The technology is still experimental but could soon become mainstream both online on iPlayer and on broadcast television.

The BBC plans to move towards a more personalised system of broadcasting called ‘object-based media’, which will allow TV shows to be broken down into sounds and frames and rearranged in different ways for different viewers.

‘It’s aimed at people with hearing loss, but the effects of hearing loss are very similar to trying to listen in a high noise environment,’ Miss Ward said. 

‘If you’re trying to listen to a show on your mobile phone on the Tube, a lot of the challenges are very similar.’

Director-general Tony Hall ordered the BBC to investigate the issue in 2013. ‘I don’t want to sound like a grumpy old man but I also think muttering is something we could have a look at.’

JAMAICA INN, QUIRKE AND WAR AND PEACE ‘MUMBLING’ IN BBC TV DRAMAS

The corporation has had many problems with the sound on some of its other major TV series.

In January, some viewers of the BBC’s version of War and Peace complained about being unable it to hear it properly due to the actors mumbling.

The big budget adaptation of Leo Tolstoy’s novel starring James Norton and Tuppence Middleton garnered rave reviews from many, but for others it became an exercise in lip-reading.

Viewer Janice Mitchell tweeted at the time: ‘Why on earth was the actor playing Pierre in War and Peace chosen as all he does is mumble? I can hardly understand a word he says.’

Two years ago the 2014 lavish adaptation of Daphne Du Maurier’s book Jamaica Inn drew more than 2,000 complaints about sound quality – and the BBC blamed actors for mumbling.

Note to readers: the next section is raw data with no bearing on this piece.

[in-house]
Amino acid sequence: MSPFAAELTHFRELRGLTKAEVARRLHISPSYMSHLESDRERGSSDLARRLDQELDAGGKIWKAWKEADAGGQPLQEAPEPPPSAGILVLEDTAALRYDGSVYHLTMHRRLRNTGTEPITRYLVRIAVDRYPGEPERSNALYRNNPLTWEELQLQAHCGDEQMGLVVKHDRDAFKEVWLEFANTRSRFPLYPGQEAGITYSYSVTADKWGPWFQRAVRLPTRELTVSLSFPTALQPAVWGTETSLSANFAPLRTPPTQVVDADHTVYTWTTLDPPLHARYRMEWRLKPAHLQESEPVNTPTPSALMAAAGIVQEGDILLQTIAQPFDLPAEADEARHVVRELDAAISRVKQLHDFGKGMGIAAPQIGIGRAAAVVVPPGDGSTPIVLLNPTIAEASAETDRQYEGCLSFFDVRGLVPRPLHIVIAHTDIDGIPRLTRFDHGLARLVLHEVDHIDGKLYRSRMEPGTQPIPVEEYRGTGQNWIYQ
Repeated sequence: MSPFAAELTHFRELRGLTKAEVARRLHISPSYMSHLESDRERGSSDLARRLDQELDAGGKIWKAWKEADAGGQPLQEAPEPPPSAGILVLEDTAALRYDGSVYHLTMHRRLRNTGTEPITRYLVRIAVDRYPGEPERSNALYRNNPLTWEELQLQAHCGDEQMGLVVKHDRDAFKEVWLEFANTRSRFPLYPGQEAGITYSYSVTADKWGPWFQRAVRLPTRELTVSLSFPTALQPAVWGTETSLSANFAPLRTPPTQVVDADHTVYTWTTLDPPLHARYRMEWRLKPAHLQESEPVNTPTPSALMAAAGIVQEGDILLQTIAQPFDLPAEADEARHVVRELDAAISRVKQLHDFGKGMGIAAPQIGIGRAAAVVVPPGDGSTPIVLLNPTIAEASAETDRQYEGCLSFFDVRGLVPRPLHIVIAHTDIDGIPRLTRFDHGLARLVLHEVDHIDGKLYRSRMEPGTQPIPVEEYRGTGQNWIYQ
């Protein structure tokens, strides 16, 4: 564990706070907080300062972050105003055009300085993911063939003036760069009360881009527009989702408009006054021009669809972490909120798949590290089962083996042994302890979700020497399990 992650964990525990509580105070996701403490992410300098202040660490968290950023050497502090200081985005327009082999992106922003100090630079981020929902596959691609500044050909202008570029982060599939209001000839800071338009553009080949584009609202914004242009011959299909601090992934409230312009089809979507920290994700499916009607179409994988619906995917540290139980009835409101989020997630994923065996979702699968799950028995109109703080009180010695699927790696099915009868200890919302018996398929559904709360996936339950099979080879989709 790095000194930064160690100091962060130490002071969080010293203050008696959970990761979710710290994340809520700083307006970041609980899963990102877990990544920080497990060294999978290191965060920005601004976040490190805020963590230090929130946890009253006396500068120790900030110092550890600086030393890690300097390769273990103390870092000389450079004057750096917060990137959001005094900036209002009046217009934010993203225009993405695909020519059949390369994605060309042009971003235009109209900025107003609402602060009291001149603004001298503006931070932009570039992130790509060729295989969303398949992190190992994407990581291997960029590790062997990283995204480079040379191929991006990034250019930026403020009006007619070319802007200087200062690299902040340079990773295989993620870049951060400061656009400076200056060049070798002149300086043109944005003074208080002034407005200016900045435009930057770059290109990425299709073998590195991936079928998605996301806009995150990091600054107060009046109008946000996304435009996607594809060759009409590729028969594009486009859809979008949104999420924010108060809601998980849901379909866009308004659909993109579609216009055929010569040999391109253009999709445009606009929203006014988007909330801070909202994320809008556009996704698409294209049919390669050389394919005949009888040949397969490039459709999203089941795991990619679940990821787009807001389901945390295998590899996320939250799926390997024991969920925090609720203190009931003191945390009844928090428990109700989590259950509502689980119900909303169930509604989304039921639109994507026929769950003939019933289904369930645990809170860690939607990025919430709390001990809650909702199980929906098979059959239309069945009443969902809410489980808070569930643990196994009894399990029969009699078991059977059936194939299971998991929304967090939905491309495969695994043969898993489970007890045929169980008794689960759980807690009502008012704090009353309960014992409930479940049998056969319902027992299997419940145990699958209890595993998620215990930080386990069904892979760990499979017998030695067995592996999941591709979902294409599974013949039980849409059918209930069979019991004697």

What did he say? Two years ago the 2014 lavish adaptation of Daphne Du Maurier's book Jamaica Inn (pictured) drew more than 2,000 complaints about sound quality - and the BBC blamed actors for mumbling 

What did he say? Two years ago the 2014 lavish adaptation of Daphne Du Maurier’s book Jamaica Inn (pictured) drew more than 2,000 complaints about sound quality – and the BBC blamed actors for mumbling 

Viewers complained that they could not hear the actors and in many cases their thick accents were impenetrable – and the BBC said midway through the series that they would change sound levels.

Responding to criticism at the time, the BBC’s drama commissioner Ben Stephenson admitted there was an issue with the show, adding: ‘I think actors not being clear is one part of it.

‘But my understanding about the complaints about Jamaica Inn was more complex than that, so I think it’s probably not right to just single out that, but clearly we want actors to speak clearly.’

Meanwhile crime drama Quirke was criticised for the same issue of mumbling in May 2014, with viewers saying they had to switch on subtitles or turn up the volume to the maximum setting.

Set in 1950s Dublin and based on the novels by Booker Prize-winning author John Banville, Quirke follows the city’s chief pathologist, played by Gabriel Byrne, as he investigates a murder.

But many of the 4.2million who watched the first episode in the three-part series struggled to follow the action, although a BBC spokesman said there were ‘no reported problems or complaints’.

 

Read more at DailyMail.co.uk